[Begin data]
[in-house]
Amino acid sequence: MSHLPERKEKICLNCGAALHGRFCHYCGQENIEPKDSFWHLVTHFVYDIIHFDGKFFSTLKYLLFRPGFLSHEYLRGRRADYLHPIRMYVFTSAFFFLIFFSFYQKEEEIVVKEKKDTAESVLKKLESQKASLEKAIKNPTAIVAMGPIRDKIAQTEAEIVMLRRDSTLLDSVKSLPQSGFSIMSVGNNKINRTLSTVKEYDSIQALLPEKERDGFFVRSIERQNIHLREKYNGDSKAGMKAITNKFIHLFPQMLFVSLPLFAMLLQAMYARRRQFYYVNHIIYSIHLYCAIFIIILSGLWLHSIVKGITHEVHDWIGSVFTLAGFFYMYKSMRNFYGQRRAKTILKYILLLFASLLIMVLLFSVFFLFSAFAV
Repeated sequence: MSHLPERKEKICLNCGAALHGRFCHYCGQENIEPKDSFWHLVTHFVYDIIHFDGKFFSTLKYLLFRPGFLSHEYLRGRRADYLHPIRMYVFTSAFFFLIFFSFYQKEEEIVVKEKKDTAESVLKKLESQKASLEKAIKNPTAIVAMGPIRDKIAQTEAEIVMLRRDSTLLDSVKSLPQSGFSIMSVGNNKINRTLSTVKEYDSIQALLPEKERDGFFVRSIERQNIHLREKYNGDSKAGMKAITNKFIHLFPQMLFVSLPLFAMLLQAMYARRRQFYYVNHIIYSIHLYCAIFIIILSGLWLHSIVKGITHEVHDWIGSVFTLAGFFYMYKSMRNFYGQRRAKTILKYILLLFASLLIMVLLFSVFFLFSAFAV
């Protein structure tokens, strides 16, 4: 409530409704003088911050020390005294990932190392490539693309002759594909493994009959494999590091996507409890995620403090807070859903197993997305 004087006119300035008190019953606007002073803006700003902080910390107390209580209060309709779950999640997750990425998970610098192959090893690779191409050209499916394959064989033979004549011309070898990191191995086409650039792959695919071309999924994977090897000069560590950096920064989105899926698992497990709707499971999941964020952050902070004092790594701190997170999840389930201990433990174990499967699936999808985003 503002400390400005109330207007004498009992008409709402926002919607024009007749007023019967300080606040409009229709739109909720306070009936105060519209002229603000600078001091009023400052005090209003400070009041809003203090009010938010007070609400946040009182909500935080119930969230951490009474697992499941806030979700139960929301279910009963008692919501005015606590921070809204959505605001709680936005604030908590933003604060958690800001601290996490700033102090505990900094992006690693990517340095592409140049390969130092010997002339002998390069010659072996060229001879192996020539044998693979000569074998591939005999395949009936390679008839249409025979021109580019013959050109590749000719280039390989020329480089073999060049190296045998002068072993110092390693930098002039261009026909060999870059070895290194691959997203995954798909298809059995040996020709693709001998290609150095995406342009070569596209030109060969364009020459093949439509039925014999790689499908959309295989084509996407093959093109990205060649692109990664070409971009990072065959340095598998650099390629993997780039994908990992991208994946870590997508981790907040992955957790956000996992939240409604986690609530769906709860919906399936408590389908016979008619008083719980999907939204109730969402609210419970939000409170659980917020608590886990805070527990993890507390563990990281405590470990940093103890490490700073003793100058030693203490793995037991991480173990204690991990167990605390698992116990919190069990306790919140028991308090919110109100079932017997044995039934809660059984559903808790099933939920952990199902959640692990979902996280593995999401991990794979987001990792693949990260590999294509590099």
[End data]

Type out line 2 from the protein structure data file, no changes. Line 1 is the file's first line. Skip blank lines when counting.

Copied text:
Amino acid sequence: MSHLPERKEKICLNCGAALHGRFCHYCGQENIEPKDSFWHLVTHFVYDIIHFDGKFFSTLKYLLFRPGFLSHEYLRGRRADYLHPIRMYVFTSAFFFLIFFSFYQKEEEIVVKEKKDTAESVLKKLESQKASLEKAIKNPTAIVAMGPIRDKIAQTEAEIVMLRRDSTLLDSVKSLPQSGFSIMSVGNNKINRTLSTVKEYDSIQALLPEKERDGFFVRSIERQNIHLREKYNGDSKAGMKAITNKFIHLFPQMLFVSLPLFAMLLQAMYARRRQFYYVNHIIYSIHLYCAIFIIILSGLWLHSIVKGITHEVHDWIGSVFTLAGFFYMYKSMRNFYGQRRAKTILKYILLLFASLLIMVLLFSVFFLFSAFAV